1978 saw a
number of significant happenings. The oil tanker Amoco Cadiz was wrecked off
Brittany, Pluto's moon Charon was discovered and the Space Invaders arcade game
was launched. As well as these excitements, Friends of the Earth Scotland came
into being, separating from Friends of the Earth UK, which had existed since
Over the last
four decades staff, volunteers, local groups and activists have campaigned
doggedly and creatively on a vast range of issues starting with protecting
otters all the way to last year's massive victory in getting fracking banned.
successes have included stopping a huge 'super-quarry' on the isle of Harris,
fighting off the proposal for a coal-fired power station in Ayrshire, getting
tough targets in the 2009 Climate Act, the forthcoming Low Emission Zones in
Scottish cities and changing the law so communities have more rights to go to
the years have included air pollution, packaging, acid rain, bathing water
quality, the M77 motorway and Aberdeen Bypass, tropical timber, recycling, toxic
chemicals in our homes and renewable energy, as well as our work on the
climate-trashing policies of the Royal Bank of Scotland.
We pioneered the
concept of environmental justice in Scotland and opposed genetically-modified
crops. We also helped introduce low-speed 20mph traffic zones, shaped
Scotland's Freedom of Information legislation and trialled energy efficiency
information for house buyers – now a legal requirement.
We have also
trained up generations of activists, through formal programmes and in our local
groups. And made strong contributions to the campaigns of Friends of the Earth
International and Friends of the Earth Europe.
inquiries to public protests, we've always been creative. We blockaded the
French Consulate to protest nuclear testing, took barrels of radioactive waste
to the Australian Consulate, dumped CFC-filled fridges on the steps of the
Scottish Government, blew the top off a mountain outside the Royal Bank of
Scotland's AGM, held green-masked tea parties on roundabouts, planted skeletons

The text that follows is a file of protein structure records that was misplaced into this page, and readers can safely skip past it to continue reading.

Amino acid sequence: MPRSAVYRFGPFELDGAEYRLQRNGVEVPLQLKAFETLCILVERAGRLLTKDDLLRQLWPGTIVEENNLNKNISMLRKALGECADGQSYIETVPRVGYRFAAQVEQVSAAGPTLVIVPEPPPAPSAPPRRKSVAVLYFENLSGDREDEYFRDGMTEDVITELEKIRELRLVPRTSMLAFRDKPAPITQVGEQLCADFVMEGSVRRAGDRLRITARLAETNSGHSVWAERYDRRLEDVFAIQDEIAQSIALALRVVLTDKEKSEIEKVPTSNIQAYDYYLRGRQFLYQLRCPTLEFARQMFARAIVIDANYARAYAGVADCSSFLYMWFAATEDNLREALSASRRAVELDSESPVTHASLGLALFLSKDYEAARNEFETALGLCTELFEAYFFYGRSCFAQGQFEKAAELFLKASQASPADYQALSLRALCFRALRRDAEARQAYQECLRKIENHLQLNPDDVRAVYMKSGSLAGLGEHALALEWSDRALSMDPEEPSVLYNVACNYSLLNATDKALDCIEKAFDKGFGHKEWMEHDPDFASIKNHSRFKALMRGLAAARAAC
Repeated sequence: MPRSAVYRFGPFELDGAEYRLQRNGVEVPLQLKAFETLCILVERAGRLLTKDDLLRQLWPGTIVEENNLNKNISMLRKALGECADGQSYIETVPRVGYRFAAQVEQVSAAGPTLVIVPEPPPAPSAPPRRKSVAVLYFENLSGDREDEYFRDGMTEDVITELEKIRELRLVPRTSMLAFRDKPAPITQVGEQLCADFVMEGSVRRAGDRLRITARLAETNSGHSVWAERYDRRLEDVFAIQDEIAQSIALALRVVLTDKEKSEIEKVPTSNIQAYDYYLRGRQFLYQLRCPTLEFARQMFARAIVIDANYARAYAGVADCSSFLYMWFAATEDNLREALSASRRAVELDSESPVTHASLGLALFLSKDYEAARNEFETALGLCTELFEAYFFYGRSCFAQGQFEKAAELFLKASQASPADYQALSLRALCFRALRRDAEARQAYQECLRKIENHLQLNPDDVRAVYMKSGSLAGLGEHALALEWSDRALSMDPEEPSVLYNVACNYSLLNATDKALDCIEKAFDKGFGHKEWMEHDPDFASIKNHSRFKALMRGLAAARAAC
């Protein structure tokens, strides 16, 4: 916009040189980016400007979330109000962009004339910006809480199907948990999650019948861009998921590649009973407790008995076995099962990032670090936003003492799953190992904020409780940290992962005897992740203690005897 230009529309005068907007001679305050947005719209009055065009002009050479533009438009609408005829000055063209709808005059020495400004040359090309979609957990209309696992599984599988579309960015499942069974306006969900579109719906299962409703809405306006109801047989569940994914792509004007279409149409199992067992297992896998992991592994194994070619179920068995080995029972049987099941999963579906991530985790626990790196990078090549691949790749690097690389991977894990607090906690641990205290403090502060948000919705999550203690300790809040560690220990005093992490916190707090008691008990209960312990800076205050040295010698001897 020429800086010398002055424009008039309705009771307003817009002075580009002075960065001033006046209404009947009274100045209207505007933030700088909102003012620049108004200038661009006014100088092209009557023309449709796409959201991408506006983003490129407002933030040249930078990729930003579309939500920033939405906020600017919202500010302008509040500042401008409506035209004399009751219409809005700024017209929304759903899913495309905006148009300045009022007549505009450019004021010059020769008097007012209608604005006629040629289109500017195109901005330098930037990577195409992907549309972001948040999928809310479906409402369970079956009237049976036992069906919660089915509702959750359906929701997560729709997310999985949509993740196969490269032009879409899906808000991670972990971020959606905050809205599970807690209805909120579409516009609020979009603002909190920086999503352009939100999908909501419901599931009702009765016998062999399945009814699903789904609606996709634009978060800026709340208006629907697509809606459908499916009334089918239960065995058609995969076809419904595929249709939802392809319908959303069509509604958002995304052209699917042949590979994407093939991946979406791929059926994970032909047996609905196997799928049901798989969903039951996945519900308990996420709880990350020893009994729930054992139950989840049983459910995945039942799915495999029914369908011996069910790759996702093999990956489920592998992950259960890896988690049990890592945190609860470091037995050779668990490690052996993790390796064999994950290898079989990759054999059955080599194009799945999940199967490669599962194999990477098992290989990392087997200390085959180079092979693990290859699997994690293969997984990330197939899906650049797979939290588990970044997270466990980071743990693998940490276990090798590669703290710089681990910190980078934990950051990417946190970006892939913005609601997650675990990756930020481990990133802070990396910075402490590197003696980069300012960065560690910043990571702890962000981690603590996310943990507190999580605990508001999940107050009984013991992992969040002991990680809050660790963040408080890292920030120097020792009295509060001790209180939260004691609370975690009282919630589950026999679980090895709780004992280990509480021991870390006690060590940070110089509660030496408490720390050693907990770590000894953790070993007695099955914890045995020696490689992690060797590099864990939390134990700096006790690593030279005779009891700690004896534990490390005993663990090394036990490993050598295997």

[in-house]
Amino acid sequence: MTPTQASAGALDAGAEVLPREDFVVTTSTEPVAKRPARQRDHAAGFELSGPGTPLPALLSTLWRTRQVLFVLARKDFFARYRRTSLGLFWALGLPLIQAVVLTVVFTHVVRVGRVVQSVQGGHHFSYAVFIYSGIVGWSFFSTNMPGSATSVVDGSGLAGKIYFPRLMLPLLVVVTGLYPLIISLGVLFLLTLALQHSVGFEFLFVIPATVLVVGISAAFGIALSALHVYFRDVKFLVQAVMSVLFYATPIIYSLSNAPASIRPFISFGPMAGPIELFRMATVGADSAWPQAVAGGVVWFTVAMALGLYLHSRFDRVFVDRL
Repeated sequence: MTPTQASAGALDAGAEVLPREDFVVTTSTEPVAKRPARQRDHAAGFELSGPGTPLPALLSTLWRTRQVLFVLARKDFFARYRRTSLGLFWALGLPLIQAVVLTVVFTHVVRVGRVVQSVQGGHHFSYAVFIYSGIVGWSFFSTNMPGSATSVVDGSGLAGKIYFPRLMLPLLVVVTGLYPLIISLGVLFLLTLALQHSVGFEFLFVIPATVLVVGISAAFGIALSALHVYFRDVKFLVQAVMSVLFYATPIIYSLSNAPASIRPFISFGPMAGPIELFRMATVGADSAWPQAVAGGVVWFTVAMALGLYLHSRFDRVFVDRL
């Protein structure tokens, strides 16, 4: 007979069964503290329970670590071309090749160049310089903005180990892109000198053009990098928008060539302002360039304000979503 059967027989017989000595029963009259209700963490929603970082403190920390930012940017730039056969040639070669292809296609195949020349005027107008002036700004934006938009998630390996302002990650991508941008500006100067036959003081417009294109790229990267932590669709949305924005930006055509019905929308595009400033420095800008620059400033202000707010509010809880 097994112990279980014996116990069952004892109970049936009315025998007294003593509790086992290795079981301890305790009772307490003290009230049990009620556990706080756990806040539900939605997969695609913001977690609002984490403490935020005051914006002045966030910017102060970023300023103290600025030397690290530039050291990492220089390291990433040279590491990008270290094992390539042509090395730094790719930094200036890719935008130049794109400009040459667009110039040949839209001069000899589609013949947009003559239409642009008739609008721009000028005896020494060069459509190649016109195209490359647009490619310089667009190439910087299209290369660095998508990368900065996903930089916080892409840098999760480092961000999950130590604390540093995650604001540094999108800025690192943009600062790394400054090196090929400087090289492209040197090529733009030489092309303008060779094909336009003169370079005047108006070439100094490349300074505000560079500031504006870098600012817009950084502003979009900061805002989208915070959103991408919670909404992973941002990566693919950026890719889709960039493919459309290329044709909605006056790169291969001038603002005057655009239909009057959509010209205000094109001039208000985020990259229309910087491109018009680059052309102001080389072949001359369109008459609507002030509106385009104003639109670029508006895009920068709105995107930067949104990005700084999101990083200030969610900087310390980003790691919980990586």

on the tour bus at Torness nuclear power station, planted trees on Terry
Wogan's lawn and highlighted polluting factories from Muir of Ord in the
highlands, to Leith docks in Edinburgh.
caller threatened to burn down the office after we highlighted people driving
solo in the Edinburgh rush hour while dressed as Eco-Wardens. One Chair of the
Board hung off a crane to protest nuclear sponsorship of youth work. We
produced the first guide to recycling facilities in Scotland and even a
successful cookbook. People in suits sang songs and drank oil. Penguins, polar
bears, inflatable chainsaws, carbon dinosaurs and giant white elephants have
all put in an appearance.
Members help make it happen
Through this all
the contribution of our members and supporters has been vital, from running the
organisation in the early days to giving us the resources and political power
to win campaigns today.
We have achieved
great things but there is still plenty to do. The new Climate Bill due in May
is a big opportunity to work together to make sure Scotland's ambition and
delivery are fit for the next 40 years. We'll soon be making a ground-breaking
intervention in a legal case in
support of Scotland's ban on fracking. We need to ensure that the Low Emission
Zones get to grips with the air pollution crisis and help speed the transition
to public transport, walking and cycling.